NEW YORK — Loews Hotels CEO Jonathan Tisch called on the hotel and tourism industry to tackle what he calls one of the next defining challenges: repair and restoration of the country’s crumbling infrastructure, starting with the air transportation system but also including roads, bridges, tunnels and public transportation.
Kicking off this week’s New York University International Hospitality Industry Investment Conference at the Times Square Marriott Marquis, Tisch acknowledged that the disparate components of the tourism industry — everyone from airlines to rental cars to retail to hotels — were able to unite to spur passage of the Tourism Promotion Act and creation of the Corporate for Tourism Promotion. He believes it’s time to harness that ecumenical spirit again to face this even greater challenge.
“Over the next decade, an estimated two billion people will be able to afford international travel, most of them from the rising economies of China, India, Brazil and Russia,” he told the 1,900 hospitality executives in attendance. “But let’s be honest, at this moment of incredible opportunity the process of traveling is becoming more stressful, less convenient and more nerve-wracking.”
His top priority is the aviation system, both the condition of the nation’s airports (which he likened to “an extended visit to the DMV”) and the efficiency of the air traffic system. Delays, for example, are irritating to travelers but also carry an economic cost, says Tisch.
He cited a recent study that claims delays at New York’s three airports cost the regional economy more than $2.6 billion in 2008, a cost that will rise to $79 billion in the next 14 years.
He urged the hospitality industry to champion the FAA’s NextGen air space system, which would rely on satellite, GPS and digital communications technology to improve flight management. The FAA says the new approach could reduce delays by 35%, save 1.4 billion gallons of fuel and generate $23 billion in economic benefits, not to mention increased satisfaction among air travelers.
“But the issue is not confined to airports,” he continued. “The entire infrastructure that transports travelers from home to airport and from airport to final destination is seriously lacking.”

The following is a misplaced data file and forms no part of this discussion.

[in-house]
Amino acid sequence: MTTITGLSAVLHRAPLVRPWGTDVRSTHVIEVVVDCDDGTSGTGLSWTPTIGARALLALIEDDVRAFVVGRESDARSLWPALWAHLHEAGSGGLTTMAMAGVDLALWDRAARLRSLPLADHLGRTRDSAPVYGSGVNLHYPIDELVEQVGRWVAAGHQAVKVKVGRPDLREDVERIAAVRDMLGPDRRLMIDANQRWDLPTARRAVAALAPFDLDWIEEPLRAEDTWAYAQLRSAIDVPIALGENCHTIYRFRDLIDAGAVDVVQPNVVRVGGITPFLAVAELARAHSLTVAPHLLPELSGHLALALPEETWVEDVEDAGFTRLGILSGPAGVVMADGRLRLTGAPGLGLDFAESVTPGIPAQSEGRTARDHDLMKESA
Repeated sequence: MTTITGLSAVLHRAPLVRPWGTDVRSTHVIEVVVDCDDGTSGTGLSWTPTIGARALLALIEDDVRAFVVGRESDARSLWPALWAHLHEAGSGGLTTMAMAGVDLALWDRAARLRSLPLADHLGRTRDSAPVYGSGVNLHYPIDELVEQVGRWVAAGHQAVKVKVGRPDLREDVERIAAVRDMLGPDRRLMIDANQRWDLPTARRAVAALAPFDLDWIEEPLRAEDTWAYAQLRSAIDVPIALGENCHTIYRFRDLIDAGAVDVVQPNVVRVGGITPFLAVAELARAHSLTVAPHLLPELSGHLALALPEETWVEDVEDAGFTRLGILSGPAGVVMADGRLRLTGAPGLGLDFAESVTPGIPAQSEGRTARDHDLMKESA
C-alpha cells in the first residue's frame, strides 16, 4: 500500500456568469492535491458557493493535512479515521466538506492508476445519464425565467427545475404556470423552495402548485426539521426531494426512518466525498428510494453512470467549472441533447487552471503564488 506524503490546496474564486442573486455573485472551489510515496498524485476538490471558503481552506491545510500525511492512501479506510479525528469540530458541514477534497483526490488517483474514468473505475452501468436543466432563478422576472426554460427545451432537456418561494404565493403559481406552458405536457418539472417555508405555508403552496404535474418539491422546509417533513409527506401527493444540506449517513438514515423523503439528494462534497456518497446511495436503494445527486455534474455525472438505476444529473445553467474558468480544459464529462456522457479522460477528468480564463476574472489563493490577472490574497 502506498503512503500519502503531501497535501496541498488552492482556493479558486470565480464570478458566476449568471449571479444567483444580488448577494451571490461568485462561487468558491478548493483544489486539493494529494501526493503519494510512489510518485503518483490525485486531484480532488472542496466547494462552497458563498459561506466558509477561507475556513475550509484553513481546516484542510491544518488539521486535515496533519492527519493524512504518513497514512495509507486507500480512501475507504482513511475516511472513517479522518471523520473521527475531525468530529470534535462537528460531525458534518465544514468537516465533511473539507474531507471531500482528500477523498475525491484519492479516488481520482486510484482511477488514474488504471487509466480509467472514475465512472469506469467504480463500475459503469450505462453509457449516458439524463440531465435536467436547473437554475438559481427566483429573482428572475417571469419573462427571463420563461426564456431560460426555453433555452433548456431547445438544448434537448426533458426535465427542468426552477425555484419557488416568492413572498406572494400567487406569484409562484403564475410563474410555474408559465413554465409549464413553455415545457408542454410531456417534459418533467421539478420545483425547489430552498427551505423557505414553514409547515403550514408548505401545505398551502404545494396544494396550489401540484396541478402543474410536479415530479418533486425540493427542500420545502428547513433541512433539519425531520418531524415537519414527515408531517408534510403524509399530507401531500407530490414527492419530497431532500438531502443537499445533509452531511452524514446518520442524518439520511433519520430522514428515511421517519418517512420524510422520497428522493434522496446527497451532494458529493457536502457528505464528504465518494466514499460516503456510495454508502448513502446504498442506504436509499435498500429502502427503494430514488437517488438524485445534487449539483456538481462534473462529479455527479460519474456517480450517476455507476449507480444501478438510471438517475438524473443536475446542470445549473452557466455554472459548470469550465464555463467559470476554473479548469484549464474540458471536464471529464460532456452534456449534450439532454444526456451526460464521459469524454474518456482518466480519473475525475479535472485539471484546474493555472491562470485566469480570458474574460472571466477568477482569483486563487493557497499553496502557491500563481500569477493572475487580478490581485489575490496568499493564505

Tisch called for major technology-based improvements in the country’s roadways and public transportation systems, and while he conceded that solving the problem is beyond the capabilities of the tourism industry to solve alone, he added. “The price of failure is even higher.” Another study he referenced claims that in 2008 some 41 million people avoided traveling due to frustrations with the travel process.
Tisch, a long-time proponent of the power of partnerships, believes unified public/private, local/federal collaborations are one of several approaches to overcoming these challenges. One proposal, America Fast Forward, could encourage local communities to dedicate tax revenues to transportation projects that would be backed by low-interest bonds and loans from the federal government.
This plan may be part of upcoming transportation legislation in Congress and already has bi-partisan support, as well as backing by the U.S. Chamber of Commerce and the AFL-CIO. Another, even more innovative proposal would create a national infrastructure bank that would leverage traditional public funding with private investment from pension funds, private equity and sovereign wealth funds.
“Tackling the infrastructure challenge will require dozens of innovative ideas like this,” he concluded. “It will require new partnerships between government at all levels and private stakeholders. It requires a new mindset where we start treating infrastructure as the long-term public/private investment it is, rather than just an expense.”